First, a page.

We arrived at Cloudmaker at 1.30 and had our third tin of pineapple. Much to our great joy we were greeted by “Oh solomio’s” as we topped Rip Knoll. Not only were the five girls: Flora, Wendy, Rae, Denise and Kerry at the cairn but also a party of 4 C. M. W.s including Ray Peretz. He had set the previous record for the 3 Peaks (at 23 hrs 45 mins) with Ray Jerrems and John Fantini (who had won the S. U. 50 mile walk the weekend before). We spent 20 minutes chatting before Dave and I set off over the High Gangerangs for Gentles Pass and the Cox. We missed the best ridge to Dex Creek Clearing and finally followed the creek downstream to the Dex Creek campsite. We bashed through the mallee towards Gentles Pass which we misjudged by one spur and it took 1/2 an hour for us to find our position again. We had a good look at Marcotts Pass Ridge before descending Gentle’s Pass and following the ridge to the Cox where we arrived an hour and a half before dark.
We began to feel pretty lousy at about this stage and just wandered along the Coxs to White Dog, having a drink at the only permanent water: Bungalooloo Creek. At the bottom of White Dog we enjoyed another (our 4th) tin of pineapple that we had to bash open with a rock and spoon. We found that we couldn’t stomach or digest anything else but the chocolate and pineapple; we had to bring our steak, vegetables and peanuts home. It is definitely advised that future marathon walkers find something else to eat in order to add variety and balance to the menu. An hour later saw us on top of White Dog thence the slow plod to the ladders. Deberts Pup was a real cur — as Dave puts it: “The biggest little B….r in the Blue Mountains”. Once we were on the top of Narrow Neck we had brilliant views of the moon as it rose in the East. We then set off at a good pace to cover the neck in 1 hour 50 minutes despite stiff joints and bruised feet.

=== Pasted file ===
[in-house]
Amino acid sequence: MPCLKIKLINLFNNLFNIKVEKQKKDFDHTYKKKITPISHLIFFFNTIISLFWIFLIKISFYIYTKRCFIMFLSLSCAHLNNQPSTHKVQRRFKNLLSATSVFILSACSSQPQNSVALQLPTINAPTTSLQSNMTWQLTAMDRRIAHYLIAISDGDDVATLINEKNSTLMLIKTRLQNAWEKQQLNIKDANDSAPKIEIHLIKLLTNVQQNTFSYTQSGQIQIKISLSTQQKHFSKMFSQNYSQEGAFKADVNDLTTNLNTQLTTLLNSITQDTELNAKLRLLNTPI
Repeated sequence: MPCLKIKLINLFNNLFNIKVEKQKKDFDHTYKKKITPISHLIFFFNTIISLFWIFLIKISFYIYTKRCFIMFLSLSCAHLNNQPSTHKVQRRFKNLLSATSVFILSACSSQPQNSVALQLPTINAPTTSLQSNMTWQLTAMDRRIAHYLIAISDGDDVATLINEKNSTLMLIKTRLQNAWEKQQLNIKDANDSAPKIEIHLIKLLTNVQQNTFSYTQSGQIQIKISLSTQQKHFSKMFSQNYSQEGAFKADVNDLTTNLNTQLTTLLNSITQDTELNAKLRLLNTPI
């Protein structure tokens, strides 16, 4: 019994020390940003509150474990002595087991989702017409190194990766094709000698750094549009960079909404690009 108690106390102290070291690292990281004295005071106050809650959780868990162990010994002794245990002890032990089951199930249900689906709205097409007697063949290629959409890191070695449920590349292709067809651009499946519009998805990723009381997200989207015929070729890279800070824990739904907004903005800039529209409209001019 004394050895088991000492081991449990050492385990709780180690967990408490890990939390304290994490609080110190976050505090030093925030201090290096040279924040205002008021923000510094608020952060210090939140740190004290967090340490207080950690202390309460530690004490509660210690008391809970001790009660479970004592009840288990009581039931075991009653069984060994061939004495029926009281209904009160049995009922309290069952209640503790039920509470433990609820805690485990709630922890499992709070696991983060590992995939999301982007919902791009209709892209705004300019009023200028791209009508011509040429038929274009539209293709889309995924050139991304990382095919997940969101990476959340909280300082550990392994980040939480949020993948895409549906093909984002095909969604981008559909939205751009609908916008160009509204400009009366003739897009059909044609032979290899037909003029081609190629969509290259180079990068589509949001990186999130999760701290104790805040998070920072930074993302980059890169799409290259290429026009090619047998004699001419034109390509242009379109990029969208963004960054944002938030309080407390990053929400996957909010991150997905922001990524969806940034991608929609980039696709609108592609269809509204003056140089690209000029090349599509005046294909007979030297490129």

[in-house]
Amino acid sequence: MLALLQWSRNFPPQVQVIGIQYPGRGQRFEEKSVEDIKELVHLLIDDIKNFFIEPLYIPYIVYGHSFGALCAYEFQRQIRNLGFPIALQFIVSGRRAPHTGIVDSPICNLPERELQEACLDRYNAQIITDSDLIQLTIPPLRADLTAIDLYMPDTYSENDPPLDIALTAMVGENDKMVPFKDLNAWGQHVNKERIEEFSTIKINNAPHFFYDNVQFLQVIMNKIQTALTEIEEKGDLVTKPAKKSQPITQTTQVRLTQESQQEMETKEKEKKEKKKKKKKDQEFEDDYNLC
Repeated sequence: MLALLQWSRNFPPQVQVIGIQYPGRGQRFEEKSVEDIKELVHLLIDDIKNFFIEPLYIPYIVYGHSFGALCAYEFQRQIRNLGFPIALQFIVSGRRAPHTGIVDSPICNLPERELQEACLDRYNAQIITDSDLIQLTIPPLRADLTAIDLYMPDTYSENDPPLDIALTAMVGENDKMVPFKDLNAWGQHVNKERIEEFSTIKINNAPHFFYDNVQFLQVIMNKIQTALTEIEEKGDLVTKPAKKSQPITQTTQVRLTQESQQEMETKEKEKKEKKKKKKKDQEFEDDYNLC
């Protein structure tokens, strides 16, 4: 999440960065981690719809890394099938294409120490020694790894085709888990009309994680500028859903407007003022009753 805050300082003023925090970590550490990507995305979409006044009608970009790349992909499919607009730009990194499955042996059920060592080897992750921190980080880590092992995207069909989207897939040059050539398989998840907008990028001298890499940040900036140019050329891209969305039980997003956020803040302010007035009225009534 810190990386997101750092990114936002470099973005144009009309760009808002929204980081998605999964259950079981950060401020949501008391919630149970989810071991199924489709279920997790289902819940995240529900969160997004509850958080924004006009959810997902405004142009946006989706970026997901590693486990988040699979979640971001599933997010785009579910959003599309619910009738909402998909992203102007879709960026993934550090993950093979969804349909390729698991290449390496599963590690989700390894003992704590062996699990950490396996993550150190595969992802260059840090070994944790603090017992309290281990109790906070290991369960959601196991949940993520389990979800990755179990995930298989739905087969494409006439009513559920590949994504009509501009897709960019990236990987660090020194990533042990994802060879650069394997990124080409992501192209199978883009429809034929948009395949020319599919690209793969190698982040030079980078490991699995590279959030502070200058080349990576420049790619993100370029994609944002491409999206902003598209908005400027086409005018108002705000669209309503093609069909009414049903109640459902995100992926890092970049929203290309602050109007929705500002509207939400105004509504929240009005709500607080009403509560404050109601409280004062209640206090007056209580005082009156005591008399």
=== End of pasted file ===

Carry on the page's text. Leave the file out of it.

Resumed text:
We reached the VW at 10.19 p.m. – 21 hours and 44 minutes after starting and we promptly climbed in to get warm. My shorts had split right across the crutch and to say the least it had been rather cold trundling the Narrow Neck. I just kept on thinking: “It’s doing my mutation rate good”. Dave then drove the 100 yards to the upper cave where the S.R.C. bods found us 1/2 hour later when they returned from the pub.